Anal fibropapillomas containing bovine papillomavirus type 2 DNA in two groups of heifers

Anal fibropapillomas containing bovine papillomavirus type 2 DNA in two groups of heifers
Peer reviewed

Abstract

CASE HISTORY

Anal warts were observed in heifers in two unrelated groups of animals. Heifers in one group developed visible warts 4 months after manual rectal examination and heifers in the other group developed warts 5 months after examination using a hand-held rectal ultrasound probe.

CLINICAL FINDINGS

Large exophytic proliferative anal masses were observed in 5/15 (33%) heifers in one group and 13/149 (9%) heifers in the second group. Heifers in the second group were also noted to have similar masses on the underside of the tail at sites previously used for venepuncture and some of the heifers had skin warts. Despite the large size of the anal masses, none of the heifers showed clinical signs of systemic illness.

HISTOPATHOLOGICAL FINDINGS

An anal mass was removed from one heifer in each of the two groups. Sections from both masses showed hyperplastic epithelium covering a proliferation of well-differentiated fibroblasts consistent with fibropapillomas. Small numbers of cells within the epidermis had clear cytoplasm with clumped keratohyalin granules.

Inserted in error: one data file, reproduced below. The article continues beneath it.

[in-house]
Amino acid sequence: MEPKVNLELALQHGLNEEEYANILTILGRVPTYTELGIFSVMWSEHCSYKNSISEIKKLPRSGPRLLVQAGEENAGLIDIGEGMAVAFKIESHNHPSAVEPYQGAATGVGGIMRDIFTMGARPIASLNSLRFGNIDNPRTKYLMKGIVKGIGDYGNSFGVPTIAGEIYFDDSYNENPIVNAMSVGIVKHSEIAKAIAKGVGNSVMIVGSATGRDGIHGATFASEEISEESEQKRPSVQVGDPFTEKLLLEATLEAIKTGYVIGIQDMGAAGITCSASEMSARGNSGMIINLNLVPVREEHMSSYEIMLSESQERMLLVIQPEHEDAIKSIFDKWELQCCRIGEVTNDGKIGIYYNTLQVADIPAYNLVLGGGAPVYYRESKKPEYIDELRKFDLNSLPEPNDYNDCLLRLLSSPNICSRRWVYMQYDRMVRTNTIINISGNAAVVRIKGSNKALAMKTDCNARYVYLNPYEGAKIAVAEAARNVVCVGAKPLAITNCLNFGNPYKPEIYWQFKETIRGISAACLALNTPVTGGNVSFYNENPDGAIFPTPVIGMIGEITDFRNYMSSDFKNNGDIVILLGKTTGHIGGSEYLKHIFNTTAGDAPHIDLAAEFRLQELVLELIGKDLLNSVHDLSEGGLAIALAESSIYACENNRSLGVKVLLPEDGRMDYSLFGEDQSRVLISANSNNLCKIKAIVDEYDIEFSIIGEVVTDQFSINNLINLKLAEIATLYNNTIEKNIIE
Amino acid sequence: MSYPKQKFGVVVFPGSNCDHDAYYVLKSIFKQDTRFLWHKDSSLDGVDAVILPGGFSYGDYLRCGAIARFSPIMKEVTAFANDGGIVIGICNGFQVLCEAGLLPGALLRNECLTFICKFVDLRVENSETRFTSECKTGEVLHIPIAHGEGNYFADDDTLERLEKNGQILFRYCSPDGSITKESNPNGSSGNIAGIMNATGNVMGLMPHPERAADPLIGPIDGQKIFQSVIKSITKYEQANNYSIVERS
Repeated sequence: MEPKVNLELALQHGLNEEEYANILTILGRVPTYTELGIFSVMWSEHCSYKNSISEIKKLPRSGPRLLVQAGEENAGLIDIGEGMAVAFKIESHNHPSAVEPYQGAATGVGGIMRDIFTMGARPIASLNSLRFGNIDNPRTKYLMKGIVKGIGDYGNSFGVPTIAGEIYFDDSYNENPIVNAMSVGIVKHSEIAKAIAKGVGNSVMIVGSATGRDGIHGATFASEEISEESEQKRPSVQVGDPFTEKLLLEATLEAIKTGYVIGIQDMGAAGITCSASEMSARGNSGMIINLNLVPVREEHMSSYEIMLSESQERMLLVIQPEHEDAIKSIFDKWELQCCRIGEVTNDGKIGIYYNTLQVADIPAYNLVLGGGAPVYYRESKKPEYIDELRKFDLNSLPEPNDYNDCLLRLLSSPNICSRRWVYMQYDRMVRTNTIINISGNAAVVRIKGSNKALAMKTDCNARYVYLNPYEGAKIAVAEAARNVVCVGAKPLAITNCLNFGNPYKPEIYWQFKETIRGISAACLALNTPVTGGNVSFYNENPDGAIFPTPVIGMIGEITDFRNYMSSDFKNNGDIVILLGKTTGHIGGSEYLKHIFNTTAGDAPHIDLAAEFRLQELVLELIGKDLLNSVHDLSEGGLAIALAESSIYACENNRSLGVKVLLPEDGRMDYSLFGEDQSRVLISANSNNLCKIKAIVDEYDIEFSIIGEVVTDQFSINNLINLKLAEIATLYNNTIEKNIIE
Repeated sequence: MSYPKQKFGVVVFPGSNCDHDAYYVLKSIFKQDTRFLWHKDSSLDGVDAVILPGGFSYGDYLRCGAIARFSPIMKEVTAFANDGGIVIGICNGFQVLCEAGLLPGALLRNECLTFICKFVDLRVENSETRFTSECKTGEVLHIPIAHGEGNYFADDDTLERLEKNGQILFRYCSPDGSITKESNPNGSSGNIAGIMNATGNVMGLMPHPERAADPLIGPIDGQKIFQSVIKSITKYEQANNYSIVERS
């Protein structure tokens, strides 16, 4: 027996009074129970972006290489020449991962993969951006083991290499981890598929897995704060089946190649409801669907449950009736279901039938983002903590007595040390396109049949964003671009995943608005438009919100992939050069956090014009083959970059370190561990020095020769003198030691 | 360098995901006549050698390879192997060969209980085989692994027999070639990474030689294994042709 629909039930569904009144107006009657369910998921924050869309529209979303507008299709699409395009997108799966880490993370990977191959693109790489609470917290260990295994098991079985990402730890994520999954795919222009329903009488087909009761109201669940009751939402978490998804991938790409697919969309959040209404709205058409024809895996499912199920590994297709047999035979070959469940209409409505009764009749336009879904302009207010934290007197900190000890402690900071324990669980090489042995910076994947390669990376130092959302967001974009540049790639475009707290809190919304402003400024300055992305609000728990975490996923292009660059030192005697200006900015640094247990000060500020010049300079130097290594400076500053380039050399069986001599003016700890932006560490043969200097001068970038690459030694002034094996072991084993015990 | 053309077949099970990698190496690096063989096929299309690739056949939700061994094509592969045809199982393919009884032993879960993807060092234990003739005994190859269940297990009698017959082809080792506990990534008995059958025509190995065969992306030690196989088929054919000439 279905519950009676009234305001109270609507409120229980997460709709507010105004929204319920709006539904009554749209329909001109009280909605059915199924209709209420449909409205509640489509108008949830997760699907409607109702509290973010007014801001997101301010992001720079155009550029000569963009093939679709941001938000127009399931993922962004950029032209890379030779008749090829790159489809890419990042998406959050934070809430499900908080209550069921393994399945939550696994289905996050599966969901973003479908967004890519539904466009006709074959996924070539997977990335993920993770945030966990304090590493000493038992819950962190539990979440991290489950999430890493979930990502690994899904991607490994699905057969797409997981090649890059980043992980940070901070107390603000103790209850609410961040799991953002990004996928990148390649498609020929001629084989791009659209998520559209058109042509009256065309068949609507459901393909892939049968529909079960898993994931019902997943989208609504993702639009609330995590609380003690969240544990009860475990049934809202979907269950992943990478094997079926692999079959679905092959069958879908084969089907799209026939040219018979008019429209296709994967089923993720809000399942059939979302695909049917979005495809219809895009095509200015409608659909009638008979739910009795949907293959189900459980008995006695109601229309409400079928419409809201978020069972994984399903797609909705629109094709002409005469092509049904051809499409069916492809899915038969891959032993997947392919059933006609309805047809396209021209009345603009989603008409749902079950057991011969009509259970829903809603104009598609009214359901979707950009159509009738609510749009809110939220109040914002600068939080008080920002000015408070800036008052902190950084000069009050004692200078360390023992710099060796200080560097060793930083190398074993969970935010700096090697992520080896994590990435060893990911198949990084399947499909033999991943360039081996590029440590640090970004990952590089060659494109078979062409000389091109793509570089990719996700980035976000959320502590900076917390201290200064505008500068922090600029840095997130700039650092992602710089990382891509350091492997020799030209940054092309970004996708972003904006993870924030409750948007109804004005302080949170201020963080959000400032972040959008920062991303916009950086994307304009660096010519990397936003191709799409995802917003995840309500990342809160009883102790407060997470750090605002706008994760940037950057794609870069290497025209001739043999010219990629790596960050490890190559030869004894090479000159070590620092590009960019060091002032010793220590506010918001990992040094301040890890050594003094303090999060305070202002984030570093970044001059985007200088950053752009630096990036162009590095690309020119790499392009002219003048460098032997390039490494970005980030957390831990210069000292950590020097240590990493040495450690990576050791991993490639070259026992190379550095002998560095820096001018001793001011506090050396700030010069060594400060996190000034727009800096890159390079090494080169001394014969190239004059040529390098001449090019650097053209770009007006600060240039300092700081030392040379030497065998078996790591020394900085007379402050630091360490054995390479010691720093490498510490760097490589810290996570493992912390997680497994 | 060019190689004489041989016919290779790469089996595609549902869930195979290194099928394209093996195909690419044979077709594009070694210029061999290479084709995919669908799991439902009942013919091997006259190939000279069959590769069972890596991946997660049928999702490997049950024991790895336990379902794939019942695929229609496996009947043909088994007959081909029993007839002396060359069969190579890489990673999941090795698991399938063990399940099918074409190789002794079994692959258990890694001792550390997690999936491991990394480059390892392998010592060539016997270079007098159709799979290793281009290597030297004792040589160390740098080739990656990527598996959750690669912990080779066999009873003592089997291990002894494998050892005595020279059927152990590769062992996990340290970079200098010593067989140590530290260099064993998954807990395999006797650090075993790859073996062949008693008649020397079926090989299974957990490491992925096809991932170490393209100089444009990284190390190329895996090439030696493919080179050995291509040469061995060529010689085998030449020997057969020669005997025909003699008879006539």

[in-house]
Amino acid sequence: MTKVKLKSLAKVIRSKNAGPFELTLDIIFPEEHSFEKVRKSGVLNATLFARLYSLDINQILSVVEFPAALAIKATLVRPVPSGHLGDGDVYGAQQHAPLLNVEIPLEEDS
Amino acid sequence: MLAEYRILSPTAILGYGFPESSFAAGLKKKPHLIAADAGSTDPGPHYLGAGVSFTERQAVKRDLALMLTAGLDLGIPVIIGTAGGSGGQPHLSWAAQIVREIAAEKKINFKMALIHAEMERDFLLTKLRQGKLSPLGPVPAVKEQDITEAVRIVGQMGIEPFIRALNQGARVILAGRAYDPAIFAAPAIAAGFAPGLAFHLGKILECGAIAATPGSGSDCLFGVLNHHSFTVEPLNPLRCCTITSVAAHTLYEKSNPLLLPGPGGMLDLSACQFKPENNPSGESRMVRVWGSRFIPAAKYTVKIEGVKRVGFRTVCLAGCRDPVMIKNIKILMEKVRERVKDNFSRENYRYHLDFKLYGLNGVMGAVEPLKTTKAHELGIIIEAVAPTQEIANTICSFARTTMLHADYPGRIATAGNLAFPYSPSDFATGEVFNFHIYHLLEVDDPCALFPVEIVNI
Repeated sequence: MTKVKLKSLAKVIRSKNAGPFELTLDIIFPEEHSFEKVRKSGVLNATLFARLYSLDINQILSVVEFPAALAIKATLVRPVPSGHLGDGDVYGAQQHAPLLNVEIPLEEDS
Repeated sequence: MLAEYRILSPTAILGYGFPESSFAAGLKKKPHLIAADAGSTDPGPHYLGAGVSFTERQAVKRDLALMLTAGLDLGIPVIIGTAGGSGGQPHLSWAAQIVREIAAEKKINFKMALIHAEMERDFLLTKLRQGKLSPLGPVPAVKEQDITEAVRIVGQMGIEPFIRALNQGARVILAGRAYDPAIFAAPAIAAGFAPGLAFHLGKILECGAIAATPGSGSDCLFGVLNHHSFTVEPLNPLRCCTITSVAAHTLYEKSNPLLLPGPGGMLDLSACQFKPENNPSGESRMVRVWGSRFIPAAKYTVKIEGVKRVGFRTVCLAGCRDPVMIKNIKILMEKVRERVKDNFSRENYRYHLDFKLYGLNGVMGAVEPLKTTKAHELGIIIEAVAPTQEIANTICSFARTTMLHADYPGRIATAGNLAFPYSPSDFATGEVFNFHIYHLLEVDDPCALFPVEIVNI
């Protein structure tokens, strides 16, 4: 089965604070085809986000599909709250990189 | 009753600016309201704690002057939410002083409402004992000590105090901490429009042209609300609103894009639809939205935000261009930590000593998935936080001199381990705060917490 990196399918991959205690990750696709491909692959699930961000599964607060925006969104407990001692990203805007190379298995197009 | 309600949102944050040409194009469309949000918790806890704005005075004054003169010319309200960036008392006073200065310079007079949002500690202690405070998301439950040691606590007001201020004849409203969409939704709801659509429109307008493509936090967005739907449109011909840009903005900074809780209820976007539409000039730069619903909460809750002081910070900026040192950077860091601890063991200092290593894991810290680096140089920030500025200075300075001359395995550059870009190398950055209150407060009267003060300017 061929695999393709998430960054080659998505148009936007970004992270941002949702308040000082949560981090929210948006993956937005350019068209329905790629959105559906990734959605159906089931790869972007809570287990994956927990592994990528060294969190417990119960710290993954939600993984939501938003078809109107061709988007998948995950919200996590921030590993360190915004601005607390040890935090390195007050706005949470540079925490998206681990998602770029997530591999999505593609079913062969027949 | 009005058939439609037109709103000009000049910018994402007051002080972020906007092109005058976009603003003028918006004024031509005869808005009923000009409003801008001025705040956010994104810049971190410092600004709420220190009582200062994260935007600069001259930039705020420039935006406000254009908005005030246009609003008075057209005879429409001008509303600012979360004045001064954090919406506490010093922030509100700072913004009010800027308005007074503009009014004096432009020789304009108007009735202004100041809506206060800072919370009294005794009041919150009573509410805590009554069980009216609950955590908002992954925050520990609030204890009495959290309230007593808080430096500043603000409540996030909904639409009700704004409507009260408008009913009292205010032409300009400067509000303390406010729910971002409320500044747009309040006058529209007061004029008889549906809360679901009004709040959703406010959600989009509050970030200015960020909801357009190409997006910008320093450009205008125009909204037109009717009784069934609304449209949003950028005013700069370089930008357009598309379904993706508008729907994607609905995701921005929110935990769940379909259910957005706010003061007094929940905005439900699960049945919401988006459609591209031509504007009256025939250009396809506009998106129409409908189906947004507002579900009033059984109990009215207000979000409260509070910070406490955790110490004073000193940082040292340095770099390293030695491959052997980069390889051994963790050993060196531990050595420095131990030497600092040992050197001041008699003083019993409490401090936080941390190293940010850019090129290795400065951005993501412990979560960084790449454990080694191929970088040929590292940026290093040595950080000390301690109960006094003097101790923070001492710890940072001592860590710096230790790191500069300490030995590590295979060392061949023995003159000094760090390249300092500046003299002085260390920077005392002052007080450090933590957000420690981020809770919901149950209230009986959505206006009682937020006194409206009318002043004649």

MOLECULAR BIOLOGY

Bovine papillomavirus (BPV) type 2 DNA was amplified from both fibropapillomas by PCR.

DIAGNOSIS

Multiple anal fibropapillomas associated with BPV-2.

CLINICAL RELEVANCE

Bovine anal fibropapillomas have only been reported in heifers that have undergone rectal examination, and infection of anal microabrasions in an immunologically naïve animal appears to be associated with disease development. The source and method of spread of BPV-2 within these groups could not be determined. However spread of BPV-2 within the groups by the veterinarian performing rectal examinations may have been most likely. While these fibropapillomas had a dramatic appearance, like fibropapillomas elsewhere on the body, they did not have any significant effect on the health of the affected heifers. As these lesions can be diagnosed by clinical examination and self-resolve without treatment, it is important that veterinarians are aware of this rare manifestation of papillomavirus infection of cattle.


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